Where Do We Go Now?

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Laura Clifford 
Where Do We Go Now?

Robin Clifford 

From a small Lebanese village comes 'a tale of women clad in black,' a group of Christians and Muslims banded together to hide religious strife from their men in an effort to stop the perennial violence.  At first their efforts are simple ones - shouting over televised news reports and burning newspapers, but when goats and chickens invade the mosque and blood is found in the church's holy water font, the women know it is time to step up their game in "Where Do We Go Now?"

Laura:
This film was the winner of the Audience Award at the 2011 Toronto Film Festival, an award which has gone to the Academy Award's Best Picture two out of the past three years and it was made by cowriter (with Rodney Al Haddid, Thomas Bidegain, Jihad Hojeily and Sam Mounier)/director/star Nadine Labaki whose "Caramel" was a real charmer.  But "Where Do We Go Now?," despite some well played comedy, is muddled right from the start.  Beginning a film about religious conflict with a conciliatory celebration sends the first confusing message.

An old goatherd cries over the loss of Brigitte, who 'never knew love.'  Onto a mountaintop spit she goes, the Imam warning that 'only the right side is halal,' as the town gathers to watch television.  But soon the movie being viewed is deemed too racy for the children and when the men stop on the news and reports of Christian/Muslim violence air, the women begin to shout so that they cannot hear.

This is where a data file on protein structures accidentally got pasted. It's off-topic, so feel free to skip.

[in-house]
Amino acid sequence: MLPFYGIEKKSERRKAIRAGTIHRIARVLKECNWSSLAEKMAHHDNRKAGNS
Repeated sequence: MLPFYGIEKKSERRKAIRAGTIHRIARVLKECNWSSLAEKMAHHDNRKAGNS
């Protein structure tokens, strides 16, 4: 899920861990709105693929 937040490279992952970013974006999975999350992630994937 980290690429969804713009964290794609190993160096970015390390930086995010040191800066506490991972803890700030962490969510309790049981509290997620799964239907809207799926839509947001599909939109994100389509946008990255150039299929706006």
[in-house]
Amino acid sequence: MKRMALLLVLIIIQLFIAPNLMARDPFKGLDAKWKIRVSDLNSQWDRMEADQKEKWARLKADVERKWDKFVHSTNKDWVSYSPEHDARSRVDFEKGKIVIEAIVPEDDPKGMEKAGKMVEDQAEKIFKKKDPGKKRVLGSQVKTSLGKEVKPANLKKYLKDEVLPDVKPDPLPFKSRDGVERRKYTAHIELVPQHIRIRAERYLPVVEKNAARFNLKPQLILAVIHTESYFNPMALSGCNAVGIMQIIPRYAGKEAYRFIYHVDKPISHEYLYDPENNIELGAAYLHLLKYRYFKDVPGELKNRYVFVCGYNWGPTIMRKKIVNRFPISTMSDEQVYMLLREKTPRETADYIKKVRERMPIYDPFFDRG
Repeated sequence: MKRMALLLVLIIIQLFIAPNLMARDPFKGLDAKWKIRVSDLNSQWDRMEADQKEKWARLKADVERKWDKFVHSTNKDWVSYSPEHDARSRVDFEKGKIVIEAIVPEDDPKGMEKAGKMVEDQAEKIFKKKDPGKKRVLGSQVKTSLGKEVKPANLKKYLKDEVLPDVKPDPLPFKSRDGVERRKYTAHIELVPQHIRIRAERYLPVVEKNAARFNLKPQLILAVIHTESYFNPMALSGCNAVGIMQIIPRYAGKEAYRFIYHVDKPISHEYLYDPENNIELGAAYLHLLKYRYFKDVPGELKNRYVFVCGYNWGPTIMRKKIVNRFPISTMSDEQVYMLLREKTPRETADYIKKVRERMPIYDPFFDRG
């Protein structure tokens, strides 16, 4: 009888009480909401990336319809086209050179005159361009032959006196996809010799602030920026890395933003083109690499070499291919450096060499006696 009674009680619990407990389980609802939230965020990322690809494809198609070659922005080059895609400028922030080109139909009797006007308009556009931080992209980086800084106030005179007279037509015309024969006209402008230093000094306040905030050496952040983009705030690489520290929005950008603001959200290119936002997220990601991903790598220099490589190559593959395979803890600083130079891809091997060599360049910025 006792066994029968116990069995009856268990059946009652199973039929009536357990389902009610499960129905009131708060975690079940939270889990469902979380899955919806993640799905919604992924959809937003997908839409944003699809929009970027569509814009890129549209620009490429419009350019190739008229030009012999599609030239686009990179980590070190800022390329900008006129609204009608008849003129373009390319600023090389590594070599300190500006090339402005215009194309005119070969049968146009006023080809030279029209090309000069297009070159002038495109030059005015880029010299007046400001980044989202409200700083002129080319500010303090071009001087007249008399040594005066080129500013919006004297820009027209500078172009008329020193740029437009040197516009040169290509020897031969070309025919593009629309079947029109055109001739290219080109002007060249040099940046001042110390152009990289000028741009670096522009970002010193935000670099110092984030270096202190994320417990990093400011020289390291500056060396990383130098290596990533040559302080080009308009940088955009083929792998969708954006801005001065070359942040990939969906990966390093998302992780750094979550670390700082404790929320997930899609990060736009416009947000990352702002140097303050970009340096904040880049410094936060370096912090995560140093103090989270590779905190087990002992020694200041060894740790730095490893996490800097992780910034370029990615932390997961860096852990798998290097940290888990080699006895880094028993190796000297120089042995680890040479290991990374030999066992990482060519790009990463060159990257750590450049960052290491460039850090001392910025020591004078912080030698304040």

A jumble of villagers are introduced all at once, making it a bit difficult to find one's footing.  Takla (Claude Baz Moussawbaa) is a Christian who owns the town's store.  Amale (Labaki) is the town's great beauty and runs the cafe which Rabih (Julian Farhat), a Muslim, is renovating.  It's not initially clear that there is a difference in religions between the two, but we can guess that by their shielded glances and the imagined sexy song and dance number they both engage in.  Labaki stages this bit of romantic fantasy well, but then, it never really goes anywhere.

Labaki's funniest idea is for the women to 'create' a miracle after the mosque/church debacle by having a statue of the Virgin Mary cry blood as Yvonne (Yvonne Maalouf), the mayor's wife, interprets her words, but Yvonne cannot let a good thing go and it is figured out too quickly - here was an element ripe for more comedy that Labaki let drift away.  The film's most puzzling aspect is the women's decision to hire a troupe of Ukrainian strippers - we have no idea what their intent is, other than the obvious distraction - and when they do set a plan into action using the exotic blondes (also involving hashish and baked goods), it is a response to something which happened after they had already arrived.

There are odd tonal shifts in the film.  The idea of neighbor fighting neighbor or even brother fighting brother has been around for a long time.  Labaki begins her film with a poetic dirge, the women performing a mourning dance out in the dusty terrain, then she immediately shifts to comedy.  The film continues in this manner, with her own character erupting in a tirade against the men which would have perhaps been better suited as the film's climax.  A mother's worst anguish is extreme to the point of madness yet is used to propel the stripper plot.  Her final female gambit is, again, amusing, but the male response is to not get it when even her more remotely involved audience does.  The film is never properly grounded.

As with "Caramel," Labaki shows an ability to get natural performances from nonprofessional actors and to create a sense of place, but "Where Do We Go Now?" is a step back from that film.  As a filmmaker, she attempts to do to many things and the loss of focus is felt.

C+

Robin:
Robin gives "Where Do We Go Now?" a B-.
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